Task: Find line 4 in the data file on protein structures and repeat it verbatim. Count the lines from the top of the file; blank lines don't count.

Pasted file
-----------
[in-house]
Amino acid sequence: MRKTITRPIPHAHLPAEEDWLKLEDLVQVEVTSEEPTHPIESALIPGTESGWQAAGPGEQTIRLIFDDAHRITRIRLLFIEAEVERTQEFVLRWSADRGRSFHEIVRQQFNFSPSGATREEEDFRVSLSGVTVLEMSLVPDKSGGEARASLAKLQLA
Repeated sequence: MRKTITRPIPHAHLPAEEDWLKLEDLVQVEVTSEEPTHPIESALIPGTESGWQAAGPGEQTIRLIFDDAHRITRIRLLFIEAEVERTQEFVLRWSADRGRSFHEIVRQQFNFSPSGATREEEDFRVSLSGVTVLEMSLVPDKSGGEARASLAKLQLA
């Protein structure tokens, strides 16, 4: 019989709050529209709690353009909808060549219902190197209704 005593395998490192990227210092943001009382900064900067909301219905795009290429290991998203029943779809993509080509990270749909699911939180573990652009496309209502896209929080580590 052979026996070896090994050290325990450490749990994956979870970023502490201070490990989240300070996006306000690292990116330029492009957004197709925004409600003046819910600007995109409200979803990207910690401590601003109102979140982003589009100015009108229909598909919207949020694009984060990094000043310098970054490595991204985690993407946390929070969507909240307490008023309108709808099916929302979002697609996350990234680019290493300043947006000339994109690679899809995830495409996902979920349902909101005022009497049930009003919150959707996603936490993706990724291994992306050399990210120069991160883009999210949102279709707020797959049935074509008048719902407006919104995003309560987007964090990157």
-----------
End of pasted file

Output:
């Protein structure tokens, strides 16, 4: 019989709050529209709690353009909808060549219902190197209704 005593395998490192990227210092943001009382900064900067909301219905795009290429290991998203029943779809993509080509990270749909699911939180573990652009496309209502896209929080580590 052979026996070896090994050290325990450490749990994956979870970023502490201070490990989240300070996006306000690292990116330029492009957004197709925004409600003046819910600007995109409200979803990207910690401590601003109102979140982003589009100015009108229909598909919207949020694009984060990094000043310098970054490595991204985690993407946390929070969507909240307490008023309108709808099916929302979002697609996350990234680019290493300043947006000339994109690679899809995830495409996902979920349902909101005022009497049930009003919150959707996603936490993706990724291994992306050399990210120069991160883009999210949102279709707020797959049935074509008048719902407006919104995003309560987007964090990157």